Advantages and disadvantages of qualitative research

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Advantages and disadvantages of qualitative research

This article aims to examine some of the advantages and disadvantages of qualitative research method. Qualitative research is often used by researchers to explore a wide variety of topics. In fact, spending on it amounts to 12% of the total market research in the United States (Statista, 2020).

Definition of qualitative research

According to Wilson (2012) cited in BBP Learning Media (2013) qualitative research is undertaken using an unstructured research approach with a small number of carefully selected individuals to produce non-quantifiable insights into behaviour, motivation, and attitudes.

According to Ritchie and Lewis (2003) qualitative research is a naturalistic, interpretative approach concerned with understanding the meanings that people attach to actions, decisions, beliefs, values and the like within their social world, and understanding the mental mapping process that respondents use to make sense of and interpret the world around them.

Qualitative research is often used to answer how and ‘why’ questions rather than who, what, and when questions. It focuses more on exploring why people behave in certain ways than on counting their numbers.

Advantages of qualitative research

Qualitative research does not provide research participants with questions having specific answers. Rather, it allows them to be themselves by expressing their thoughts and views freely without any pre-set constraints. Therefore, the possibility of receiving authentic answers is high in this type of research.

Qualitative studies generate information based on the research participants’ thoughts, ideas, and past experiences which are indeed more trustworthy and accurate. The participants can take enough time to think and address the questions appropriately instead of ticking boxes.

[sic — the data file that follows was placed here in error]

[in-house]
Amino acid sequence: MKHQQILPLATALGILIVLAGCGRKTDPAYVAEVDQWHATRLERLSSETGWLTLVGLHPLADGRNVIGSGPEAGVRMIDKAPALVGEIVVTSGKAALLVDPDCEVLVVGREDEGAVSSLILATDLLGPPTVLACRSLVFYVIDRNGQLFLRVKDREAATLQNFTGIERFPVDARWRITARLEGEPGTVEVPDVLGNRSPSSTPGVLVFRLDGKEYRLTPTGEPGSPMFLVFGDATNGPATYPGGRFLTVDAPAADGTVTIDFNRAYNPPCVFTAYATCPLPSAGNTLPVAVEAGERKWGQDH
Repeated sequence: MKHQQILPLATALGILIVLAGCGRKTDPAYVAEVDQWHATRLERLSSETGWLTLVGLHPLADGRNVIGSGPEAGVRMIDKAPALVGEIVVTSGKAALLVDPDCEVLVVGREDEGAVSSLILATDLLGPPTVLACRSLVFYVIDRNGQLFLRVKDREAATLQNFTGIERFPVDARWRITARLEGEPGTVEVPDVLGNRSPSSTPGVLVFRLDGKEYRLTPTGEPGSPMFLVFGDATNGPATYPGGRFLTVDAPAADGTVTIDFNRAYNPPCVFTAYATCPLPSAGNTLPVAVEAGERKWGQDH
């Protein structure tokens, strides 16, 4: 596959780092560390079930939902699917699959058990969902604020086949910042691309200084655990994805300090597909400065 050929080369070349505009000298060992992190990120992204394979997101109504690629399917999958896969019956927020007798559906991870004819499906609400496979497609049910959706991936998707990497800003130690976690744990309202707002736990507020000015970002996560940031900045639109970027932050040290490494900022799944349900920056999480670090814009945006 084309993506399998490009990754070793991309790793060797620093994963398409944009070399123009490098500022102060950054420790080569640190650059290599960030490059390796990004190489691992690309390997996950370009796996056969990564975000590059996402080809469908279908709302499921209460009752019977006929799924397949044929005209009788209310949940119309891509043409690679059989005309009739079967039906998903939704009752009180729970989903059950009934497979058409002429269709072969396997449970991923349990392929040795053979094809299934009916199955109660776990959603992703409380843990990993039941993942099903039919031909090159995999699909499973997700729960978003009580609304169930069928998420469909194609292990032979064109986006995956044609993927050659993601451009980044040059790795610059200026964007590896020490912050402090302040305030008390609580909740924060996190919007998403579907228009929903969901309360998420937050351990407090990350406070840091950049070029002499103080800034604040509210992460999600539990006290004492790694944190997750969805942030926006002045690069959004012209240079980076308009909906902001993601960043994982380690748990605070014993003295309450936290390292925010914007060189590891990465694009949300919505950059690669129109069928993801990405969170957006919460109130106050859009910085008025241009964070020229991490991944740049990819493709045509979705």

Focus groups and interviews are common tools used in qualitative research as the sample size is often smaller to accommodate in-depth questioning. Qualitative research is also claimed to be exploratory because researchers do not have preconceived and imaginative ideas of what the study will deliver.

Qualitative researchers can amend questions based on the reactions and responses they receive from the respondents. This allows them to understand the respondents’ views of the world better and deeper.

Qualitative data collection tools such as semi-structured and unstructured interviews allow the researchers to ask any questions around the subject matter which they feel is relevant or had not thought before.

Sample size is small in qualitative research as well. For example, size of a focus group is usually five to eight participants. Likewise, 10 respondents are often good for interviews.

Disadvantages of qualitative research

Many people criticise qualitative research because of the subjective nature. Therefore, an extra caution must be applied by researchers to ensure that data is collected and analysed very professionally.

The quality of qualitative data depends on the quality of the researchers. Researchers need to have industry experience and good interviewing skills to ask follow-up questions. They also need to bond well with the participants to ensure the accuracy of the data. Therefore, if the researchers do not have industry experience or interviewing skills, they may not be able to derive good responses from the participants.

Collecting qualitative data is time-consuming. If each interview lasts between one and two hours, a maximum of three or four per day is often all that is possible (BPP Learning Media, 20).

Some questions may be uncomfortable for participants to answer in a face-to-face session, and therefore, they may not provide answers representative of their true feelings.

We hope the article ‘Advantages and disadvantages of qualitative research’ has been a helpful read. You may like reading ‘Quantitative vs qualitative research’. Other relevant articles are:

Differences between deductive and inductive approaches to research

Advantages and disadvantages of convenience sampling

Advantages and disadvantages of focus groups

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Last update: 06 May 2021

References:

BPP Learning Media (2013) Marketing intelligence and planning, 3rd edition, London: BPP Learning Media

Ritchie, J. and Lewis, J. (2003), Qualitative Research Practice: A Guide for Social Science Students and Researchers, London: Sage

Statista (2020) Market research spend in the U.S. by research method 2019, available at: https://www.statista.com/statistics/878110/market-research-spend-method-united-states/ (accessed 04 May 2021)

Author: M Rahman

M Rahman writes extensively online with an emphasis on business management, marketing, and tourism. He is a lecturer in Management and Marketing. He holds an MSc in Tourism & Hospitality from the University of Sunderland. Also, graduated from Leeds Metropolitan University with a BA in Business & Management Studies and completed a DTLLS (Diploma in Teaching in the Life-Long Learning Sector) from London South Bank University.